Cover image for The fate of zionism : a secular future for Israel & Palestine
The fate of zionism : a secular future for Israel & Palestine
Hertzberg, Arthur.
Personal Author:
First edition.
Publication Information:
[San Francisco] : HarperSanFrancisco, [2003]

Physical Description:
xiii, 194 pages ; 22 cm
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DS149 .H355 2003 Adult Non-Fiction Open Shelf
DS149 .H355 2003 Adult Non-Fiction Open Shelf

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Internationally known historian and rabbi Arthur Hertzberg, best known for his classic The Zionist Idea, challenges us to reexamine the case for the legitimacy of the state of Israel from a secular point of view. He argues that the religious blinders of absolute thinking and hatred have obscured our vision. In this time of great turmoil in the Mideast, when conflict represents a potential nuclear threat to the region and to the world, it is an argument that is more relevant and urgent than ever.

Charting a pragmatic middle path between the Israeli right wing and critics like Edward Said and Noam Chomsky, Hertzberg chronicles the conflict between the original secular vision of Israel and the illusions that came in the subsequent riptide of Israeli triumphalism and the myths of messianism. The deep need of the Israeli people for both power and security has created a paradox, one that can only be solved when the deeper question of legitimacy is addressed in a clear-eyed, secular fashion, away from the growing threat of clashing right wings and religious violence. Hertzberg calls us to go back to the future, to the original idea behind the founding of Israel -- that a people persecuted, marginalized, and murdered under state sanction need a safe land, a place to be independent and free.

Between the growing religiously motivated blindness of the right wing (Arab, Jewish, and American Christian), and the one-sided blindness of the Western liberal intelligentsia, it has become difficult to see the future. Hertzberg calls on the United States to use its power and influence to help recover the original Zionist intent and settle the questions of legitimacy and coexistence for both Israelis and Palestinians.

During his entire career, Hertzberg has been at once supportive of the right to existence of the state of Israel but also a fierce critic of some of its policies -- particularly the abuse of religious sentiments in the social arena. Realistic about the Palestinian injustice that is precipitated, Hertzberg offers a framework for a hopeful solution in a post-religious Zionist realpolitik.

Reviews 1

Publisher's Weekly Review

Author of The French Enlightenment and the Jews, The Zionist Idea and other books, eminent academic Hertzberg heard David Ben-Gurion thunder against the occupation of the West Bank and Gaza on the eve of Israel's victory in the 1967 war. Although it took "a couple of years of hard thinking to become one of Ben-Gurion's followers," this proposed, resolutely secular framework for Israel and for a Palestinian state grew out of the experience: anti-messianic and anti-absolutist, Hertzberg proposes that, at the very least, it is time "for the insistence of hard-liners on both sides to end." (On sale Oct. 14) (c) Copyright PWxyz, LLC. All rights reserved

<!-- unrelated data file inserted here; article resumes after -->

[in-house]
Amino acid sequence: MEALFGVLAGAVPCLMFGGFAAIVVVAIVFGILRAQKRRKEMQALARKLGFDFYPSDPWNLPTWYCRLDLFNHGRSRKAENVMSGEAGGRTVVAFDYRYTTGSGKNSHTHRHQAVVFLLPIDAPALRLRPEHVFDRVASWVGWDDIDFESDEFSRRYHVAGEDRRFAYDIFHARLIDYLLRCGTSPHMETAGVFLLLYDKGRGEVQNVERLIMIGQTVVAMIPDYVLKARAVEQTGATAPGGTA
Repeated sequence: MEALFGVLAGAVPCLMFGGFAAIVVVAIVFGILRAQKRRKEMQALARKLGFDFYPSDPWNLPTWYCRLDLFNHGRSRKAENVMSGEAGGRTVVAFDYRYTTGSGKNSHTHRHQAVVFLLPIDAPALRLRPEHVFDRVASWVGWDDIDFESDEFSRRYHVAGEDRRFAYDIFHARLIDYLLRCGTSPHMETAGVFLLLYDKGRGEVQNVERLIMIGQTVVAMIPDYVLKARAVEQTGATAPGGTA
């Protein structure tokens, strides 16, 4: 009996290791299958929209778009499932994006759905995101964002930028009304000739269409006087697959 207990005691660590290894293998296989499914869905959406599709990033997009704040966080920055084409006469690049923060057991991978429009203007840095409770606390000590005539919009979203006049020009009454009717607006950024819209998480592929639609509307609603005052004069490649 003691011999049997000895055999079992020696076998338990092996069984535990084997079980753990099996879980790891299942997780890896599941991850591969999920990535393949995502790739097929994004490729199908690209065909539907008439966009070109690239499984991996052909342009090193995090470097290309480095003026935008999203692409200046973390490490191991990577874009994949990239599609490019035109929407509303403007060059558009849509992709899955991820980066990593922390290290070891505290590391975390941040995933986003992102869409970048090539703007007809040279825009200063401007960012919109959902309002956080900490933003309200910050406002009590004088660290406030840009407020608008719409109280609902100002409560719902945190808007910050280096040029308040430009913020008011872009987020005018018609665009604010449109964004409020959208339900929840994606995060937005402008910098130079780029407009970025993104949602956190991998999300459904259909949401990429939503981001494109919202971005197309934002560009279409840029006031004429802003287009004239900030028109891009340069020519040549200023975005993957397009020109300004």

The Fate of Zionism A Secular Future for Israel & Palestine Chapter One Back to the Future Ben-Gurion's instincts in June 1967 were very much on target. The "new" Zionism that he warned about was a secular movement, but it had never quite broken its connection with the Jewish religion. After the Six-Day War many Zionists believed that this great victory was proof that God was on their side. They were all the more certain that they were special people and living at a special time because the Jews now had more power than they had ever before possessed. The favor of God and their own military strength guaranteed their future. But these notions were and remain a delusion. Modern Zionism can succeed today only if it emphasizes its largely secular origins. It dare not walk down the path of religious certainty or the arrogance of power. What Is Zionism? The short definition of modern Zionism is that it is a political movement for a Jewish national state in Palestine begun by Austrian journalist Theodor Herzl. Herzl insisted that the Jews had to become a "normal people" in a land of their own. Otherwise, the "abnormality" of the Jews as a beleaguered minority everywhere would persist. We will be going into much greater detail later in the chapter, but readers may get a better idea of what modern Zionism consists of by first considering what it excludes or even denies. Modern Zionism did not arise to carry out an imperative of the Jewish faith that God had designated the Holy Land as the ultimate home of the Jews. The Jewish religious imperative had always been defined as forbidding the Jews to take direct action themselves to re-create their kingdom; their return had to wait for God's miraculous intervention. Indeed, from the very beginning to this day, the majority of Orthodox Jews of the world have not accepted Zionist ideology, which does advocate human endeavor on behalf of the establishment of a Jewish national state. The movement that Herzl launched side-stepped the inherited Jewish faith to propose that not faith in God but rallying against anti-Semitism was the tie that bound Jews together. His critics among the Zionists found him to be too assimilated (in December he had a Christmas tree in his apartment in Vienna), but they too were overwhelmingly secular; they wanted to redo Judaism and make of it a national culture in Hebrew. To this day the cultural capital of Zionism remains Tel Aviv, the most secular of Israeli cities, and not Jerusalem, which is very nearly dominated by Orthodox believers. It is of the most profound importance that modern Zionism not be identified as the lineal heir to the religion of the Bible. If the Jewish claim to a homeland in Palestine rests on the assertion that it is the Holy Land that God promised to Abraham for his children, it follows that Muslims have the right to claim that the Prophet made the site of the ancient temple holy to the new Islamic faith through the miracle of arriving there one night from Medina and immediately ascending from there to heaven. It can be argued, further, that the land as a whole belongs to followers of the Prophet because they conquered it soon after the faith of Islam was proclaimed; it is a doctrine of Islam that all such lands are forever inalienable. By the same token, Christians have long maintained that the Jews can return to the Holy Land only as part of the miracle of the end of days, which will happen as part of the second coming of Christ. This age will begin with the acceptance by the Jews en masse of faith in Jesus. Obviously, these three religious scenarios are incompatible, and they cannot compromise. Followers of each faith might agree to wait for the end of days to find out which of these religious dramas is correct, but they would have to agree that actual arrangements in the Holy Land today can only be pragmatic, essentially secular, and based on considerations other than predictions that stem from literalist readings of various religious texts. It is even more important within the Jewish community that modern Zionism not be identified as the heir and continuation of the messianic element in classic Jewish religion. If the Zionist endeavor is ever dominated by the notion that Jews have come back to Palestine as a giant step toward the coming of the messiah, there can be no peace within the Jewish camp. Such messianists are sure that they are carrying out the will of God. They can -- indeed, they must -- disregard Israeli governments that have put limits on or even tried to stop the actions of settlers in the West Bank. Some of these believers encouraged the assassination of a prime minister of Israel, Yitzhak Rabin. The assassin himself acted in good conscience; he was removing someone who was willing to give back to the Arabs most, or perhaps all, of the land of the West Bank. Thus, Rabin had, so the messianists insisted, put himself beyond the pale by having become an enemy of God. This religious absolutism leads to the further conclusion that aggressive Jewish endeavors on its behalf do not have to make any rational political sense. Thus, a small but vehement group exists in contemporary Israel that calls itself Ateret Kohanim. Some members have been stopped several times from putting dynamite under the foundations on which the Dome of the Rock stands; it had been built where the inner sanctuary of the Jewish Temple in Jerusalem once stood. Fortunately such attempts were aborted by the Israeli police, but members of Ateret Kohanim have never given up their certainty that this act of clearing the Temple Mount should be carried out; success in dynamiting the Dome of the Rock will evoke divine help in the immediate restoration of the Holy Temple in Jerusalem. Some associated with this group have been weaving garments for the priests who will serve in this temple and making vessels, as described in the Bible ... The Fate of Zionism A Secular Future for Israel & Palestine . Copyright © by Arthur Hertzberg. Reprinted by permission of HarperCollins Publishers, Inc. All rights reserved. Available now wherever books are sold. Excerpted from The Fate of Zionism: A Secular Future for Israel and Palestine by Arthur Hertzberg All rights reserved by the original copyright owners. Excerpts are provided for display purposes only and may not be reproduced, reprinted or distributed without the written permission of the publisher.